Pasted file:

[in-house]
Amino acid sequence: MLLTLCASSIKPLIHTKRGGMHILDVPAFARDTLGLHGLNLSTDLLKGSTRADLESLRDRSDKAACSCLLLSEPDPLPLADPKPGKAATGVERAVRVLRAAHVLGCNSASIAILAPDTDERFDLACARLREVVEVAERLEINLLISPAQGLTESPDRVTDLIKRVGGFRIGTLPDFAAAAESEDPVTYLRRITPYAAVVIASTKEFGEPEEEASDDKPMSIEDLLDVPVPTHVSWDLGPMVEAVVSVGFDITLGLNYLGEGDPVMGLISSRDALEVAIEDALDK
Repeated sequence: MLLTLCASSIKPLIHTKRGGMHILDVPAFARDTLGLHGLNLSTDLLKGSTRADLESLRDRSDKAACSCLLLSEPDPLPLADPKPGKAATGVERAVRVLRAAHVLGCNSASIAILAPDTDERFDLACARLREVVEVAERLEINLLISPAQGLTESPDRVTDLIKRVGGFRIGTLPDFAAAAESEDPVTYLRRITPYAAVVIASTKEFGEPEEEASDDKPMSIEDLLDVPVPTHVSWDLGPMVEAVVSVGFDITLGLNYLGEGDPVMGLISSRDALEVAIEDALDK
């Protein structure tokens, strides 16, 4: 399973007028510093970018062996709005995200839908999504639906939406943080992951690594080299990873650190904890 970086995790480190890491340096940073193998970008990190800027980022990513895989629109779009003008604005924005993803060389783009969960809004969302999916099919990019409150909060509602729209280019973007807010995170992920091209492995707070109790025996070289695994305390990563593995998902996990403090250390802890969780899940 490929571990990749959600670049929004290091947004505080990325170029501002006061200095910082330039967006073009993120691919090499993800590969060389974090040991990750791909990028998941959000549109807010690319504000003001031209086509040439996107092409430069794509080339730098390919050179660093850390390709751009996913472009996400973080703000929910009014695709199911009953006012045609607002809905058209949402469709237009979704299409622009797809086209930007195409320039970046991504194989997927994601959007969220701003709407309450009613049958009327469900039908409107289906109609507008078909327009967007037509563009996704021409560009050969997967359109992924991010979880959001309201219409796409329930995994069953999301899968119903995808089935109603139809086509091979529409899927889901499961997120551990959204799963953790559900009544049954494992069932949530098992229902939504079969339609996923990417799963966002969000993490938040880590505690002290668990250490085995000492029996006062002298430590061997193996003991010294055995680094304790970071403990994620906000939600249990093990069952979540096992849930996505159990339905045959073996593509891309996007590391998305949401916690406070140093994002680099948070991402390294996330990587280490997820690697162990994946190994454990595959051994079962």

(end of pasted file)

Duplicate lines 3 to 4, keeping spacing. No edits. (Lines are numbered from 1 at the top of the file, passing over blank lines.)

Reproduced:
Repeated sequence: MLLTLCASSIKPLIHTKRGGMHILDVPAFARDTLGLHGLNLSTDLLKGSTRADLESLRDRSDKAACSCLLLSEPDPLPLADPKPGKAATGVERAVRVLRAAHVLGCNSASIAILAPDTDERFDLACARLREVVEVAERLEINLLISPAQGLTESPDRVTDLIKRVGGFRIGTLPDFAAAAESEDPVTYLRRITPYAAVVIASTKEFGEPEEEASDDKPMSIEDLLDVPVPTHVSWDLGPMVEAVVSVGFDITLGLNYLGEGDPVMGLISSRDALEVAIEDALDK
């Protein structure tokens, strides 16, 4: 399973007028510093970018062996709005995200839908999504639906939406943080992951690594080299990873650190904890 970086995790480190890491340096940073193998970008990190800027980022990513895989629109779009003008604005924005993803060389783009969960809004969302999916099919990019409150909060509602729209280019973007807010995170992920091209492995707070109790025996070289695994305390990563593995998902996990403090250390802890969780899940 490929571990990749959600670049929004290091947004505080990325170029501002006061200095910082330039967006073009993120691919090499993800590969060389974090040991990750791909990028998941959000549109807010690319504000003001031209086509040439996107092409430069794509080339730098390919050179660093850390390709751009996913472009996400973080703000929910009014695709199911009953006012045609607002809905058209949402469709237009979704299409622009797809086209930007195409320039970046991504194989997927994601959007969220701003709407309450009613049958009327469900039908409107289906109609507008078909327009967007037509563009996704021409560009050969997967359109992924991010979880959001309201219409796409329930995994069953999301899968119903995808089935109603139809086509091979529409899927889901499961997120551990959204799963953790559900009544049954494992069932949530098992229902939504079969339609996923990417799963966002969000993490938040880590505690002290668990250490085995000492029996006062002298430590061997193996003991010294055995680094304790970071403990994620906000939600249990093990069952979540096992849930996505159990339905045959073996593509891309996007590391998305949401916690406070140093994002680099948070991402390294996330990587280490997820690697162990994946190994454990595959051994079962």